Screen shot of the low attendance at the match between Kuwait and China at Al-Gharafa Stadium in Doha where only 7,423 fans filled the 25,000 capacity stadium.Andrew Das made a fascinating assertion in NYtimes.com's "Goal Blog" last week: Why couldn't FIFA have waited for the completion of the AFC Asian Cup hosted by, yours truly, Qatar?
Thousands of fans with legitimate tickets for the final between Australia and Japan were trapped outside Khalifa International Stadium in Doha. David Roberts, an Australian living in Doha, told the Sydney Morning Herald that 5,000 to 10,000 fans were abandoned outside the gates left to miss out on what was a thrilling final.
According to the tournament operations director, Jassim al-Rumaihi, members of the Qatar's ruling family were in attendance. Rumaihi explained that warnings and announcements were made telling spectators to arrive to the stadium early. In a statement to the NYTimes blog Rumaihi expressed his apologies.
“We feel sorry for people without a ticket; I hope it will not give a bad impression of the tournament in general,” Rumaihi said. “We were hoping we wouldn’t have something like this happen, but it happened and we will try to solve it. You can’t satisfy everyone.”
Unfortunately, Rumaihi's apology does not satisfy anyone.
The tournament showcased quality football, but sparse attendance at the five stadiums ultimately affected the overall success of the tournament negatively. Khalifa International Stadium, Qatar's largest arena with a capacity of 50,000, averaged an attendance of 29,056 at its matches. The total attendance of the tournament was 401,661. If the tournament had sold out, 875,000 seats would have been filled—473,339 seats were empty at a major international tournament. That figure could be 5,000 less if the royal family's presence hadn't incited mounted police to ward anxious spectators off.
So why couldn't FIFA have waited for the tournament to conclude before the bid announcement was made? Why I believe FIFA's delegation should have waited, the Washington Post's Soccer Insider, Steven Goff, viewed the Asian Cup situation differently.
"Asian Cup has no relevancy -- unlike the World Cup, it's a regional event without global appeal."
In the history of FIFA World Cup bidding, only once has FIFA overturned an original winning bid. In September of 1974 FIFA announced Columbia as hosts for the 1986 tournament, but for economic reasons, Columbia was forced to resign. Just three years before the '86 tournament was Mexico announced as hosts.
Goff was firm regarding Qatar's legitimacy, and does not see FIFA pulling off another "Columbia" '86 snub.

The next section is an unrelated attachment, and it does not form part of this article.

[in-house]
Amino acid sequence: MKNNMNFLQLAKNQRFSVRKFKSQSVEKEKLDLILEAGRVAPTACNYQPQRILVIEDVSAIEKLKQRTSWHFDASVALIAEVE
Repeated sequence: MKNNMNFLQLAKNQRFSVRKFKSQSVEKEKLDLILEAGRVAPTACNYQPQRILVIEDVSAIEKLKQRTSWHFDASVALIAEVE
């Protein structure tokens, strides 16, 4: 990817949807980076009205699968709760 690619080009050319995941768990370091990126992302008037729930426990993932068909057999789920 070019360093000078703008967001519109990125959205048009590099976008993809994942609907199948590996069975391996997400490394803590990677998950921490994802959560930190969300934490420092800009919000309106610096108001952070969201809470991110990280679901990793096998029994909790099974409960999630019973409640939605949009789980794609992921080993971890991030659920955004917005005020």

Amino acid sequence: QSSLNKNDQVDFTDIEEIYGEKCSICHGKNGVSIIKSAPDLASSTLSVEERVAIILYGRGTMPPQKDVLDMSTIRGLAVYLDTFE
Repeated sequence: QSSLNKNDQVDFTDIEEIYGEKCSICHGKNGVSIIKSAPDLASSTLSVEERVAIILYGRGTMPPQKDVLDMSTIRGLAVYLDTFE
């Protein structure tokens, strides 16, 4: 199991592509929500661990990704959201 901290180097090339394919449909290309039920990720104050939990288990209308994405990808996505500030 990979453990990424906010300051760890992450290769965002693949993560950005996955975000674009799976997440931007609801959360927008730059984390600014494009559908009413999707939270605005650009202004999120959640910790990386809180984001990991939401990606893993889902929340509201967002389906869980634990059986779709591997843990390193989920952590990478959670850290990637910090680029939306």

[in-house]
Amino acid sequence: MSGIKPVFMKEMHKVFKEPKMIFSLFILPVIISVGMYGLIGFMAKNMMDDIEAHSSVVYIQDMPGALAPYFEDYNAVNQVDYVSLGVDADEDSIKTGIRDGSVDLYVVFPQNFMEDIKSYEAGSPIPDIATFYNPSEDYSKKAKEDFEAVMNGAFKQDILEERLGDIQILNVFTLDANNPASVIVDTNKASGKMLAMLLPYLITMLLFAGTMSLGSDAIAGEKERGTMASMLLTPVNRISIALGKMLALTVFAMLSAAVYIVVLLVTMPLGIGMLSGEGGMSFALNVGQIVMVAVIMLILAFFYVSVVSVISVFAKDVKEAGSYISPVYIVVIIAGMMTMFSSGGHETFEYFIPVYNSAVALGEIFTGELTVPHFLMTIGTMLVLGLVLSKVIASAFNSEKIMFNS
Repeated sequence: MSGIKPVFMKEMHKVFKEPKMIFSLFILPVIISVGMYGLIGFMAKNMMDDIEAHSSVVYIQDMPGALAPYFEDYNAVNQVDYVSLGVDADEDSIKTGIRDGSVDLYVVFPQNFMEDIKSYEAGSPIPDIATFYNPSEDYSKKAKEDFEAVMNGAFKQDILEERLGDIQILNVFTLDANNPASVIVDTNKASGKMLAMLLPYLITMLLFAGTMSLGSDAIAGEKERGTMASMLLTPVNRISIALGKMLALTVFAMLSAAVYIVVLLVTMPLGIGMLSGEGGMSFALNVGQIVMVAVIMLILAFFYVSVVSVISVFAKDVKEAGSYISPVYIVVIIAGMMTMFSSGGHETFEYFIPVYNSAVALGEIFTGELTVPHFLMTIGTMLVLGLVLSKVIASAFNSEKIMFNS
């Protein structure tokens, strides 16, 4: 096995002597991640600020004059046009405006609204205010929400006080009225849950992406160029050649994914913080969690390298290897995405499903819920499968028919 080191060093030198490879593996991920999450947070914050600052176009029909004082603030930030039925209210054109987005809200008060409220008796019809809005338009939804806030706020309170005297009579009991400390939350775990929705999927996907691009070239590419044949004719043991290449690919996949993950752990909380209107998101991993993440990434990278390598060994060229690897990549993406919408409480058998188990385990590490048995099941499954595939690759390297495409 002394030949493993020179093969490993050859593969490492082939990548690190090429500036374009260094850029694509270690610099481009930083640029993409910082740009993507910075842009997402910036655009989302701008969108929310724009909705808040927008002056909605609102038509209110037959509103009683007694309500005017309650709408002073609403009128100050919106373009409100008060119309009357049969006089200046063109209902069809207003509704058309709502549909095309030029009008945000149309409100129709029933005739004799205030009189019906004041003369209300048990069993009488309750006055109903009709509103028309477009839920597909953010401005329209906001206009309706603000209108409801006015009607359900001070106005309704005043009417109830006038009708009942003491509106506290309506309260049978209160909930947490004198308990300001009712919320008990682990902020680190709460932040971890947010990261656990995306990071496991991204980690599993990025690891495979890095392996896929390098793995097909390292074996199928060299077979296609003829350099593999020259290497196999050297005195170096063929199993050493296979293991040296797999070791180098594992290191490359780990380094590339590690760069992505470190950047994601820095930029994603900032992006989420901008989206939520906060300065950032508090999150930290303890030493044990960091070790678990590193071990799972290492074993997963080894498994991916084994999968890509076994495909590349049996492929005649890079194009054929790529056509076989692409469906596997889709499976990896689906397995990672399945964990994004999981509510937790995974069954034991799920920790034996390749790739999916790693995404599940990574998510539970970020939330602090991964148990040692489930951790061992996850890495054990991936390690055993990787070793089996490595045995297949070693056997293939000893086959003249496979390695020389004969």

"FIFA won't change the site unless something catastrophic occurs. The vote is final," he said.
Qatar was announced hosts of the 2011 Asian Cup on July 29, 2007 during the 2007 cup in Jakarta. FIFA's regulations state that confederation tournaments (Africa Cup of Nations, Asian Cup, European Championships, Viva World Cup, Copa America, CONCACAF Gold Cup, and OFC Nations Cup) can be held in January or June/July. FIFA are now in speculation to adjust its regulations regarding the World Cup (see last post).
Realistically, FIFA needed to wait just two more months before their final decision was made. Before the 2010 South Africa World Cup, the 2009 Confederations Cup was seen as the host nation's dress rehearsal. FIFA have already been able to assess Qatar after the conclusion of the Asian Cup last week; Qatar decided to have its dress rehearsal 11 years early.
Several comments from readers of the NYTimes "Goal Blog" brought important and noteworthy views to the discussion. Considering the time until the 2022 World Cup, we must be realistic and aware of the possibility of a shift in Qatar's political structure. At the moment, an autocratic rule gives off an outdated and stale air in the midst the modern political era. By 2022 FIFA could be lead by a Qatari. Who knows?
But, as it stands, the Asian Cup showed the world that Qatar had issues hosting a tournament that is dwarfed by a competition like the World Cup. The World Cup will be bringing in South American and European fans, who, in all honesty, will bring hostility in comparison with an Asian timidity. However, Goff sees only rolling meadows in Qatar's future.
"Qatar has 11 years to prepare. I'm sure it will put on a good show."